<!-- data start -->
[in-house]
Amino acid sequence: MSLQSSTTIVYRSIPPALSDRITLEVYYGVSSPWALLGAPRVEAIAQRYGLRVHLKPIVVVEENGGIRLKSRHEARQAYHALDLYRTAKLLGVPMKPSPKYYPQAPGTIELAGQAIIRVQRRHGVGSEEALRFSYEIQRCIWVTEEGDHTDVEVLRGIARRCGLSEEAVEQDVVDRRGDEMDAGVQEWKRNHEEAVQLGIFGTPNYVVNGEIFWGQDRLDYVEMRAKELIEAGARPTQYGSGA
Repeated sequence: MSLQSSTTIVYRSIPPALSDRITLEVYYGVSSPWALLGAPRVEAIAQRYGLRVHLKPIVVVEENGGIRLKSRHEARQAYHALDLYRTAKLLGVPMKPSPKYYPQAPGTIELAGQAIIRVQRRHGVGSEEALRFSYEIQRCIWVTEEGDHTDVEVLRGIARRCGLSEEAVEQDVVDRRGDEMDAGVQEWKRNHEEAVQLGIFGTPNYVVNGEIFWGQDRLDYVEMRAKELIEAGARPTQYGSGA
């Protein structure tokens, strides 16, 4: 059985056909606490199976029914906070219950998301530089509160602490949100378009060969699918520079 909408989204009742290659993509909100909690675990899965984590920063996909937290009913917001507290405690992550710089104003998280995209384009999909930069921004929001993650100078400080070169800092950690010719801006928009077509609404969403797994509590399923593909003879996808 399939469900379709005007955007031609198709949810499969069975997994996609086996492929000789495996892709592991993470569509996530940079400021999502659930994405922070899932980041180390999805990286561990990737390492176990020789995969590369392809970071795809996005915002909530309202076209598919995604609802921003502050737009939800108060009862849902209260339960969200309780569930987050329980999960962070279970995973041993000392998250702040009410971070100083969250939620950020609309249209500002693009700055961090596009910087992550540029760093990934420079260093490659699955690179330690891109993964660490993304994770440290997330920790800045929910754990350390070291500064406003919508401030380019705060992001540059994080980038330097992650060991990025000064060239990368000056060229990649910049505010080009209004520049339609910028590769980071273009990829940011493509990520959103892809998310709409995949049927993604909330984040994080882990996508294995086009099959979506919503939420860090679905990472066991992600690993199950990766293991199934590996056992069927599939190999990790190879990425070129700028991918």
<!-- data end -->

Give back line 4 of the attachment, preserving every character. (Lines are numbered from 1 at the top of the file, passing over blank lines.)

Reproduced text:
């Protein structure tokens, strides 16, 4: 059985056909606490199976029914906070219950998301530089509160602490949100378009060969699918520079 909408989204009742290659993509909100909690675990899965984590920063996909937290009913917001507290405690992550710089104003998280995209384009999909930069921004929001993650100078400080070169800092950690010719801006928009077509609404969403797994509590399923593909003879996808 399939469900379709005007955007031609198709949810499969069975997994996609086996492929000789495996892709592991993470569509996530940079400021999502659930994405922070899932980041180390999805990286561990990737390492176990020789995969590369392809970071795809996005915002909530309202076209598919995604609802921003502050737009939800108060009862849902209260339960969200309780569930987050329980999960962070279970995973041993000392998250702040009410971070100083969250939620950020609309249209500002693009700055961090596009910087992550540029760093990934420079260093490659699955690179330690891109993964660490993304994770440290997330920790800045929910754990350390070291500064406003919508401030380019705060992001540059994080980038330097992650060991990025000064060239990368000056060229990649910049505010080009209004520049339609910028590769980071273009990829940011493509990520959103892809998310709409995949049927993604909330984040994080882990996508294995086009099959979506919503939420860090679905990472066991992600690993199950990766293991199934590996056992069927599939190999990790190879990425070129700028991918």